As an Aug. 31 deadline nears, state lawmakers haggle over how
difficult it should be for companies to significantly raise premiums.
Insurance analysts say they expect Gov. Arnold Schwarzenegger and state
lawmakers to move quickly — the Legislature is scheduled to adjourn
Aug. 31, and all pending legislation that doesn’t pass by then will die.
"It’s certainly going to be quite an active month in terms of getting a
bill passed," said Shana Alex Lavarreda, director of health insurance
studies at the UCLA Center for Health Policy Research. "This moment in
time, when there is such a strong focus on rate regulation, is the best
opportunity to make this happen."
The Legislature is already grappling with three measures that would crack down on insurance companies.
One of them would prohibit health insurers from raising rates without
regulators’ approval, a requirement that already applies to automobile
and property insurers. Another would require insurers to justify
decisions to deny coverage or charge higher-than-standard rates. The
third would instate a temporary moratorium on rate hikes and then
require insurers to seek permission before significantly boosting
Schwarzenegger calls such rate regulation a "blunt instrument" that
would do little to address the underlying growth of medical costs.
Instead, the governor’s office has introduced a separate plan that would
require insurers to hire independent actuaries to review their filings,
and to post their proposed increases on the Internet.
Schwarzenegger argues that such scrutiny and public pressure will keep
insurers in line. His administration points to the recent example of
insurance giant Anthem Blue Cross, which withdrew a rate hike of up to
39% for individual policyholders in April after an outside actuary found
errors in its filing.
"Our belief is that better consumer information and greater transparency
in healthcare will … make sure that costs are kept in check," said
Jennifer Kent, who handles health legislation for the governor.
Schwarzenegger has asked the U.S. Department of Health and Human
Services for $1 million to pay for his rate review plan. But the
governor and the Legislature must still agree on a final blueprint by
the end of August, the deadline for legislation to clear the state
Assembly and Senate.
As that time nears, Schwarzenegger’s proposal is facing criticism from a broad range of groups.
Insurance industry leaders say the requirement to hire actuaries would
drive up expenses and, ultimately, insurance premiums. "This could get
pretty costly pretty quickly," said Charles Bacchi, a lobbyist for HMOs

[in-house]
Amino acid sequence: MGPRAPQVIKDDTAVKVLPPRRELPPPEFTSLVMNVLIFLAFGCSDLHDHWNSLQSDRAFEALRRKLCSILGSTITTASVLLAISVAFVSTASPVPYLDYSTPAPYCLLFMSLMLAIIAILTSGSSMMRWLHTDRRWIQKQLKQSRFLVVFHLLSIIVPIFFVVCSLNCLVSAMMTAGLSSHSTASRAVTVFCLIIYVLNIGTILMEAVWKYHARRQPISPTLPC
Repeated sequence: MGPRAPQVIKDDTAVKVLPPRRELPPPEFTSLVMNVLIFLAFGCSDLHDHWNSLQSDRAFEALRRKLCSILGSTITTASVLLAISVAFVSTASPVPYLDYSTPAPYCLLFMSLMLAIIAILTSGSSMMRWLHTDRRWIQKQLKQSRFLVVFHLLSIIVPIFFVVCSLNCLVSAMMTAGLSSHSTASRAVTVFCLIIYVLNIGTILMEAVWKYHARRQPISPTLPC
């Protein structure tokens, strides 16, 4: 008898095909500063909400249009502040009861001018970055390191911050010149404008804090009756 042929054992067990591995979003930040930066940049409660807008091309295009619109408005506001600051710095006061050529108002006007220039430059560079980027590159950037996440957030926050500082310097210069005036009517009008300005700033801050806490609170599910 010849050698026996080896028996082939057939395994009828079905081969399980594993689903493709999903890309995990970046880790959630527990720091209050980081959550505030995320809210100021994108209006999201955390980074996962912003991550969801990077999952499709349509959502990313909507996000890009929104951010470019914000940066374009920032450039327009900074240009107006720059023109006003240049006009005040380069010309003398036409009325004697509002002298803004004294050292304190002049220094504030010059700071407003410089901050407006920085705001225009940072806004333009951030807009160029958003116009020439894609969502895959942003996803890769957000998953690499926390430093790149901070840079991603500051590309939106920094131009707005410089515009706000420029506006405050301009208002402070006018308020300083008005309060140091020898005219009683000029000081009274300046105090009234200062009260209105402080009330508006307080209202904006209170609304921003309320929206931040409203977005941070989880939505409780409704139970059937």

and executive vice president of the Cal Assn. of Health Plans.
Consumer groups, meanwhile, say that allowing insurance companies to
pick the actuaries who review their filings would give them too much
influence over the process.
"Insurance companies in California will be getting millions of new
customers, and the least that Californians should get in return is
strong oversight of rates and premiums," said Judy Dugan, research
director for Consumer Watchdog in Santa Monica. "Instead, the governor’s
proposal would prevent effective oversight."
California regulators have long lacked the legal authority to crack down on health insurance rates.
The California Department of Managed Health Care, which oversees HMOs,
has no actuaries on staff because the agency has little authority to
even evaluate rates.
The state Department of Insurance can stop increases only if it
determines that an insurer spends less than 70 cents on medical care out
of every dollar it receives in premiums.
"Beyond that, the department has very little authority to reject rate hikes," said spokesman Darrel Ng.
Under a provision of the new federal healthcare law that takes effect in
September, insurers will have to devote at least 80% of their premiums
to medical care. Schwarzenegger says the requirement will dramatically
curb the insurance industry’s ability to raise rates.
Still, advocates of strict rate regulation believe that California needs
additional protections. They say the only sure way is to force insurers
to ask permission before raising premiums.
"This is the missing piece of national healthcare reform," said
Assemblyman Dave Jones (D-Sacramento), a candidate for state Insurance
Commissioner and author of one of the regulation bills now under
consideration. "We need to give the state the authority to reject
excessive rate hikes."